For the Lincoln boys, Tommy and Jack (distantly related to Abraham), lost in the
air force flying the Hump, and on the ranges of New Guinea. For Iggy Knott,
snuffed out in his parachute harness in Normandy on D-Day. For my wife's uncle,
Author: University of Arkansas Press
Publisher: University of Arkansas Press
This Unusual Volume of short essays comes from thirty-three Arkansans, who recall their favorite places in the Natural State. Including sketches by lifelong natives and emigres, the collection presents sensitive descriptions of childhood play spots, special home sites, physical landmarks, towns, rivers, mountaintops, highways, and interior places. Maps and photographs locate the hallowed spots, ranging broadly over the state. Designed in journal format, blank pages at the end of the book invite private entries for "My Favorite Place" by the owner of the book, allowing it to be given as a gift to visitors or as a memento for the next generation. Originally compiled by the staff of the Arkansas Times, Somewhere Apart has been extended, honed, and polished by The University of Arkansas Press into a gem of a book. "My first remembrances are of mud and dust, white and black people, horses and mules". -- Robert Pugh "I'm a child of the hills. My roots are in Cass, in the Boston Mountains, where my great-grandmother ... grew up on the Mulberry River". -- Barbara Pryor "Arkansas has a rough sort of beauty that often bears a sting or an itch". -- John Churchill "A stair of fieldstones led down to the pool. On the hottest days of summer we'd have to splash water on them so they wouldn't burn our bare feet". -- Lucinda Williams "I always suggest visitors get a massage, eat a really good meal of slow food at any of a dozen or so chef-owned restaurants, buy something made and sold only right here, nap, relax". -- Crescent Dragonwagon "The sun rising on a cold, clear morning, a mutual goal and plenty of time dedicated to conversation with my son make that remote duck blind a specialplace". -- Jim Kelley "This thoroughly charming village still has a 'square' of sorts with buildings on four sides, including a still-serving cafe (where once I ordered peach 'clobber' from the menu), a still-paying bank, and even a still-fixing mechanic running 'Malfunction Junction.'" -- Donald Harington "The barns and sheds have sheltered hay, tools, field vermin, lovers, the broken hearted, playing grandchildren, and, now, family reunions". -- Carl Stover "Everybody needs a laughing place -- and this is the one for me!" -- Elizabeth Jacoway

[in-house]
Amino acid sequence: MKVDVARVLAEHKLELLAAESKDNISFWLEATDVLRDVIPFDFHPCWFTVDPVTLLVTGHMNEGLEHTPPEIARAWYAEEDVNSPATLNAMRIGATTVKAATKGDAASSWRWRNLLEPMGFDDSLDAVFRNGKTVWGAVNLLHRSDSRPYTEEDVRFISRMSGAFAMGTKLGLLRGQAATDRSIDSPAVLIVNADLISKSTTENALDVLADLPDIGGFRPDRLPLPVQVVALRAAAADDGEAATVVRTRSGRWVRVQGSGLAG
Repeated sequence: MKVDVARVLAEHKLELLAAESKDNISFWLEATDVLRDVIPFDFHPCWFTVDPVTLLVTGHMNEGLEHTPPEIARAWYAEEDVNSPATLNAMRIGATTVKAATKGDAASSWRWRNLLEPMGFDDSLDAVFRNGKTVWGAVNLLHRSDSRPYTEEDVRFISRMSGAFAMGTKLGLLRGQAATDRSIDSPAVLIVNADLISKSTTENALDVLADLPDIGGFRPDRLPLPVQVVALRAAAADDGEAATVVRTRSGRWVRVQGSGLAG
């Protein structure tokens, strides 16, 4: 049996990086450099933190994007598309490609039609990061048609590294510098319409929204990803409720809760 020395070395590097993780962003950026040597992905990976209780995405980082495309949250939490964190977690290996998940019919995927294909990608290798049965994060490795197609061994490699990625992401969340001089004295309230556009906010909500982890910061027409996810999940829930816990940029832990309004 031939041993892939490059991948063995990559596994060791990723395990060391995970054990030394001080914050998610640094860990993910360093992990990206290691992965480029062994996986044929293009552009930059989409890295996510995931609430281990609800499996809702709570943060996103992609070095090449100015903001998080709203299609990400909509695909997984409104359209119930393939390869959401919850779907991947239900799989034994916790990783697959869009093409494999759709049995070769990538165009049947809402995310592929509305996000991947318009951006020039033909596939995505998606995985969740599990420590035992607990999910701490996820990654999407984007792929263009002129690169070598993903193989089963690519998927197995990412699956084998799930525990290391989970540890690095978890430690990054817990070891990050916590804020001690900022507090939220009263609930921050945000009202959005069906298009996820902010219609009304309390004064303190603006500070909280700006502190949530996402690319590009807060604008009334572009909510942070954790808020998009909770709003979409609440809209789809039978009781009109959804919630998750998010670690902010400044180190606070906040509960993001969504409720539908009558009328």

Discoveries & Surveys in New Guinea and the D'Entrecasteaux Islands; a Cruise
in Polynesia and Visits to the ... The “ Blanche ” remained in this position one
night , and the following day retraced her way without having made any nearer ...
Author: John Moresby
Publisher: London : J. Murray
Aboriginal settlement a few miles from Somerset, pearl fisheries of Torres Straits Is., life of natives, physical description, shelters, hunting and fishing gear.
THE ADMIRALTY CAMPAIGN 15 THE L/1ND1NG ON LOS NEGROS. On D-Day
the landing force. The Bismarck Archipelago is a chain of islands that extends
like a flexed and disjointed arm from the north coast of New Guinea and curves to
Author: Turner Publishing
Publisher: Turner Publishing Company
First printed in 1947 in Japan, this reprint has been magnificently restored. It depicts the account of the 1st Cavalry Division's activities during World War II. Displays the memories of the brave men of the 1st Cavalry Division who moved in to kill the enemy and who also gave their lives. Written for the trooper, it places an emphasis on the daily activities of the war. Illustrated with hundreds of photos.
D-Day and the Assault on Europe Gerald Astor ... MacArthur hatchedascheme to
bypass a numberofenemy baseswith a 580mileleap to Hollandia, onthenorth
coastof Dutch NewGuinea. Thegiant step avoided confrontation withastring of ...
Author: Gerald Astor
Publisher: Hachette UK
Told by soldiers, sailors, airmen, and marines, this series is an oral history of World War II from those who were there. This second volume examines the storming of Omaha Beach on D-Day, and the advance of allied forces across Europe to the liberation of Paris.
Departed States 22 March 1944, arrived New Guinea 7 May and attached to XI
Corps. ... Arrived England in November 1943, reequipped as standard tank
battalion; former Company C reattached as Company D. Landed D-Day on Utah
Author: Harry Yeide
Publisher: Stackpole Books
Tanks, amphibian tanks, and amphibian tractors in action in all theaters, from Africa and Europe to the Pacific How the battalions fought the war, often in the tankers' own words Crystal-clear maps The U.S. Army's separate armored battalions fought in obscurity by comparison with the flashy armored divisions, but they carried the heavier burden in the grim struggle against the Axis in World War II. The battalions participated in every armored amphibious assault that the army conducted. They did most of the bloody work in Italy, made vital contributions in France, and constituted the entire effort in the Pacific.